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Can a coaster ever be too smooth?

Can a ride ever be too smooth?


  • Total voters
    27

Matt N

Well-Known Member
Hi guys. After watching some of Shawn Sanbrooke's USA vlogs recently and hearing some of his opinions on these rides, I thought of an interesting question to ask you guys. An attribute of a coaster that is commonly seen as positive by many enthusiasts is smoothness, but would you ever say that a coaster could be too smooth?

I know I'm going to be in a minority saying this, but I'd personally say that I don't think a coaster could ever be too smooth for my liking. Call me strange, but I am not really a fan of rough rides or rides that cause me pain; I would personally rather ride a gentle coaster than a rough coaster. I also value comfort and rerideability a lot in a coaster; with my very top coasters, I get off them with an immediate urge to reride and feeling like I've had an outstanding experience. If I come off a coaster immediately wanting to reride, then that for me is a sign that it should rank highly for me; in my eyes, smoothness can add a lot to a coaster's rerideability, so I don't personally believe that a ride can ever be too smooth.

However, I often sometimes hear people criticise coasters for being too smooth and "not having enough character". I often hear this sort of criticism aimed at rides such as the Intamin pre-fabs, for example; Shawn Sanbrooke, for example, came off Colossos at Heide Park following its retrack and said that it was "too smooth" and that he would have liked it to have been rougher and to have had more "character" so to speak. He aimed similar criticism at Iron Rattler on his recent USA trip; he said that it was "too tame" and he would have preferred "a rougher, more rickety ride that was more wild".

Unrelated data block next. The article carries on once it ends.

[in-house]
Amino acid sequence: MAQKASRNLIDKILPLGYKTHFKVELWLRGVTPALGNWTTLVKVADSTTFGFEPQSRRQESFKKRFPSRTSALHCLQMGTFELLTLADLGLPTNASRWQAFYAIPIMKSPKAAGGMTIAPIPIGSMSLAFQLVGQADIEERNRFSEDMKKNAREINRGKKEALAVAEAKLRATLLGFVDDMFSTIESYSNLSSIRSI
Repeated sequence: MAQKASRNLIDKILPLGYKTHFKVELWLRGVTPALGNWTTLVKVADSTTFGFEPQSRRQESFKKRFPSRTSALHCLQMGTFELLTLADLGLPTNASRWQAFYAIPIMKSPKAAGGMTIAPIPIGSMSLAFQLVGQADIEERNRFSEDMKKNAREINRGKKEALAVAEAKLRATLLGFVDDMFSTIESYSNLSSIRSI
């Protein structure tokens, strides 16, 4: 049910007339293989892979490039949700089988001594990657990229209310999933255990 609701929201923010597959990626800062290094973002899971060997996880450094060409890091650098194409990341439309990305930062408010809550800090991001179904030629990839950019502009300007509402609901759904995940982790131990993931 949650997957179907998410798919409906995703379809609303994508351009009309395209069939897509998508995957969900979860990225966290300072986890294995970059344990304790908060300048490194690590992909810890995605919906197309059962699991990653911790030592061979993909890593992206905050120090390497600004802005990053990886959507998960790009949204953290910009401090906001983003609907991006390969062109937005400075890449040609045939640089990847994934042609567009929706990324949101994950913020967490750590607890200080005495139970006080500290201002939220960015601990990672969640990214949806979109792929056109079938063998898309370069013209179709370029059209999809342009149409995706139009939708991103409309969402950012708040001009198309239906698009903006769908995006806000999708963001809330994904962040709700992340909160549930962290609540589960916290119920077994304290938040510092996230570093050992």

But do you think that a ride can ever be too smooth?
 

Furiustobaco

New Member
I think some rides can be too smooth and graceful (B&M Wings, Valravn, Air, Raging Bull)
These rides are butter smooth but just lack force or anything that keeps me interested. Like B&M wings honestly just put me to sleep, even Gatekeeper i found to be just kinda okay.

In a coaster i value airtime and intensity, rides like Maverick or Steel Vengeance are my favourites, rides that are intense and smooth.
I do rank Millennium Force and Blue Fire still fairly high though for having a standout moment or two and being incredibly fun and re-ridable experiences.
 

CenturyFlyer

New Member
Personally, I find wooden coasters can't be too smooth; it kind of ruins the purpose of the material if each ride is the same. (It can certainly go too far, though.) On steel, it's really all about the air/hangtime. If there's none of that, then the ride becomes boring. Just my thoughts.
 

UP87

New Member
Colossos' isn't a typical wooden coaster since its drive wheels are not made of metal but of polyurethane. So freshly retracked it's really close to a steel coaster.
 

VikingsAf

Member
I think a lot of people are mixing up roughness with intensity.
A coaster can be super smooth, yet super intense (or worse the other way around, super rough and not intense)

I do agree though that a wooden coaster gets it's character from roughness. It should be a bumpy ride
 

Tomatron

Active Member
No. If a coaster is super smooth, it's either been well engineered, well looked after, or both. Neither of those are a bad thing, and whilst people would agree that a bit of roughness can add character to a ride, there's no much thing as a ride being too smooth.

I'll talk about the examples that have already been mentioned in the first page, because I've done them both and I'm going to disagree with both those opinions. I rode Colossus about 3 months before it became SBNO in 2016, and it really needed retracking everywhere. The straight parts when the train is running at 60-70mph should not have been as rough as they were, and the turns were atrocious. So if it's now as smooth as people as saying it is, then great. Put yourself in the park's shoes as well - given the amount of bad PR they've had because of Colossus being down, they will want a ride which the vast majority of people will enjoy, want to reride, and have great memories of.